Bitcoin may be simultaneously the most transparent and the most opaque monetary system in existence. Non-computer-inclined people may think of bitcoin as a relatively confusing up-and-coming digital currency. Despite its complexity, though, interest in bitcoin has only increased as the media continues to cover its price fluctuations and potential as an investment. As of December 20, 2017, at 12:41 pm EST, a single bitcoin had a value of more than $16,812 U.S. dollars. This is down from its highest value to date – more than $19,843 U.S. dollars.1
If a single bitcoin is worth so much physical cash, why aren’t people lining up in droves to invest? The reality is bitcoin has a complicated backstory, isn’t backed by anything tangible and carries unknown implications for the future of commerce.
Simply put, bitcoin is the first ever decentralized digital cryptocurrency. Even that simplified definition is a bit dense, so here it is, broken down:
Bitcoin was invented in 2009 by either one person or a team of people operating under the pseudonym “Satoshi Nakamoto.” Satoshi Nakamoto claims to be a Japanese software creator, but this is highly unlikely, as no records of Nakamoto exist before the invention of bitcoin.
Nakamoto released a paper on bitcoin, then gave the public complete access to bitcoin’s open source code and mined the first bitcoins. He completely disappeared from the public eye in 2010, and control of bitcoin was relinquished to Gavin Andresen.
Bitcoin has no physical backing as a currency, and instead gets its value from what the general public decides its worth. Nakamoto designed the currency so that it will cap at a maximum of 21 million bitcoins, which will probably occur somewhere around the year 2040. It can be assumed that the cap has been implemented to avoid the type of inflation that government-backed currencies experience when nations decide to add more bills into circulation. This cap also gives bitcoins a kind of manufactured scarcity.
Physically speaking, bitcoin operates as a peer-to-peer network accessed via computer. The entire transactional system operates based on computer code. The general public has access to every transaction and is responsible for validating and verifying these transactions via a process called “mining,” which is incentivized through the creation of new bitcoin for the miners.
Essentially, mining is a way for people to make sure no one is over-spending bitcoins. Every ten minutes, a new block of transactions is added to the blockchain (public ledger). The miners in the network use their computers to solve complex “proof-of-work” algorithms, and the solutions determine where these blocks start and end and which blocks are valid. Validated transactions are then added to the public ledger. Because there are so many miners, no one nefarious person can override the system and spend unlimited amounts of bitcoins that they don’t truly have.
Mining also “produces” bitcoins – you can think of mining like minting. The person whose computer verifies the latest block wins a sum of bitcoins, adding more usable currency to the system.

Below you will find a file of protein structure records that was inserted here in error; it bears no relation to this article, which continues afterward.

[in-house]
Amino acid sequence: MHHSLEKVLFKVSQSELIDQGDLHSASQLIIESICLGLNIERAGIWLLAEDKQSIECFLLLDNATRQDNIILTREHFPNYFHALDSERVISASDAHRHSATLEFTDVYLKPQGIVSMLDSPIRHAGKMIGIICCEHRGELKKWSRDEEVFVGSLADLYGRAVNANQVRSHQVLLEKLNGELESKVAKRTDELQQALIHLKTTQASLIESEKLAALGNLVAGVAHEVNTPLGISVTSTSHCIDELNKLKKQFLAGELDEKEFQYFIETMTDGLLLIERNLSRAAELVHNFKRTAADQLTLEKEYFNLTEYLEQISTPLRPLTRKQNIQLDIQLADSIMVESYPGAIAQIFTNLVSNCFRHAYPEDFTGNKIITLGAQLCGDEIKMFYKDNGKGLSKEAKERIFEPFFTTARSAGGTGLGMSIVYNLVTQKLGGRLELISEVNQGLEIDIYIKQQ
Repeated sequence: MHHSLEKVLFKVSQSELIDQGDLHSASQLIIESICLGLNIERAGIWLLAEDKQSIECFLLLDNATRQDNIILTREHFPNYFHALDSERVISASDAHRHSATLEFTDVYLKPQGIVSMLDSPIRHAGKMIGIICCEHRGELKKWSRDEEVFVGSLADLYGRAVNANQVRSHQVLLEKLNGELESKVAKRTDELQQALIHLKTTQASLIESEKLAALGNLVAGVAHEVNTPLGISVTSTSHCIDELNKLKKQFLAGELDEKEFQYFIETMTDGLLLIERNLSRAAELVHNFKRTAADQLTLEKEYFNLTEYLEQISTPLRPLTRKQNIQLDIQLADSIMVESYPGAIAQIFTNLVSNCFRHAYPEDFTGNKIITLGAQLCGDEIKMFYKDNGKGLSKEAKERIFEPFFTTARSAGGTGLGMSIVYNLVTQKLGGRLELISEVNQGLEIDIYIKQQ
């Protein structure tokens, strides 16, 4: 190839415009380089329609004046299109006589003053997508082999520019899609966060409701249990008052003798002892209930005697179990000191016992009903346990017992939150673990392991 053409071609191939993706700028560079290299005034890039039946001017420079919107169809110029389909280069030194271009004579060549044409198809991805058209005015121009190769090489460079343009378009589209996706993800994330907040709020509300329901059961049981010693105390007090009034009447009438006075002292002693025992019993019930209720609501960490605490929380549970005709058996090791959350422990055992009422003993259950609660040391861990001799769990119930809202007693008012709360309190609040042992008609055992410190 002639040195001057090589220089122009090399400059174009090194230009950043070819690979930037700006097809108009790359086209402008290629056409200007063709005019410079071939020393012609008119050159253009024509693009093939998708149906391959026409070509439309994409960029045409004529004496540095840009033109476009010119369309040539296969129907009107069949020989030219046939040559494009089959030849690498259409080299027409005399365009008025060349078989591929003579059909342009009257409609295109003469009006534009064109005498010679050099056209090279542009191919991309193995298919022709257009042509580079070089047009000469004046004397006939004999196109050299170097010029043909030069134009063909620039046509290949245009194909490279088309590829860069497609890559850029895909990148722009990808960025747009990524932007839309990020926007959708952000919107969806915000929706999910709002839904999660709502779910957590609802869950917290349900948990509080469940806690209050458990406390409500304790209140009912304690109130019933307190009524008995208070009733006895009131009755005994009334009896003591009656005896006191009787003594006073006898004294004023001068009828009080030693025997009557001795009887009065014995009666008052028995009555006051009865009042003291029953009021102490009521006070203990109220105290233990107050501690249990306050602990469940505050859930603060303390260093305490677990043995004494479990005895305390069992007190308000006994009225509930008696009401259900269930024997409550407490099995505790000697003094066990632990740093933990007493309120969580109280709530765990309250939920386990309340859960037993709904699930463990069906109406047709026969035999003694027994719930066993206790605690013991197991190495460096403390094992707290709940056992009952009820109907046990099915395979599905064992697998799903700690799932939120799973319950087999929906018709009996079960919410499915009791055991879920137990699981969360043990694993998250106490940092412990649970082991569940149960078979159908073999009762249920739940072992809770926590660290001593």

The value of the bitcoin has fluctuated wildly over its existence, and it’s recognized as a particularly volatile currency. During much of 2010, one bitcoin was worth less than 10 cents. That value rose and fell until hitting a peak of over one thousand dollars in 2013. After the peak, the value crashed again and has only skyrocketed in the past year, going above $10,000 in winter 2017.2
Potentially, you can buy any goods and services with bitcoin. To date, over 100,000 companies accept bitcoin as a form of payment,3 including:
Technically speaking, these companies do not accept bitcoin directly, although a patron can use bitcoin to purchase their goods and services. Companies typically use a middleman, such as BitPay or Coinbase, which processes the bitcoin payment and allows conversion from bitcoins to cash for a fee. These types of companies also allow people uninterested in mining to easily pay for bitcoins with government-backed currencies like dollars or euros.
Besides purchases, many people prefer bitcoin as a form of investment since they are counting on the value of bitcoins to rise in the upcoming years. Whether or not this will happen is dubious at this point in time, as the value has wildly fluctuated in the past.
Unlike equities, which are shares of a business, bonds, which are technically loans, and commodities, like gold or oil, bitcoin is backed by nothing of tangible value. Its value is entirely ethereal with a price based solely on the concept of supply and demand.
The future of bitcoin remains uncertain, and many countries don’t know how to deal with the cryptocurrency. As of now, the IRS taxes bitcoin like property, although there seems to be some debate over whether it’s a commodity or a currency as well. Though it remains legal – albeit disputed – in many countries, it has been made illegal in Morocco, Bolivia, Ecuador, Kyrgyzstan, Bangladesh and Nepal.
As an investment, it may be too late to make a significant profit. While some of the earliest investors have made a pretty penny on bitcoin, the value increase isn’t guaranteed to continue. Consider these drawbacks before going all-in on cryptocurrency:
Bitcoin certainly presents exciting new possibilities for e-commerce and banking. However, before you invest any large sum of money, whether in bitcoin or the more traditional stocks and index funds, it is to your benefit to speak with a certified financial counselor.
At American Financial Solutions, our counselors are available to offer credit, student loan, home ownership, foreclosure prevention and bankruptcy counseling. We also offer a wide variety of free online courses that can help refresh your memory on the basics of finance. If you are interested in improving your financial stability or speaking to a counselor, give us a call today at (888) 864-8548.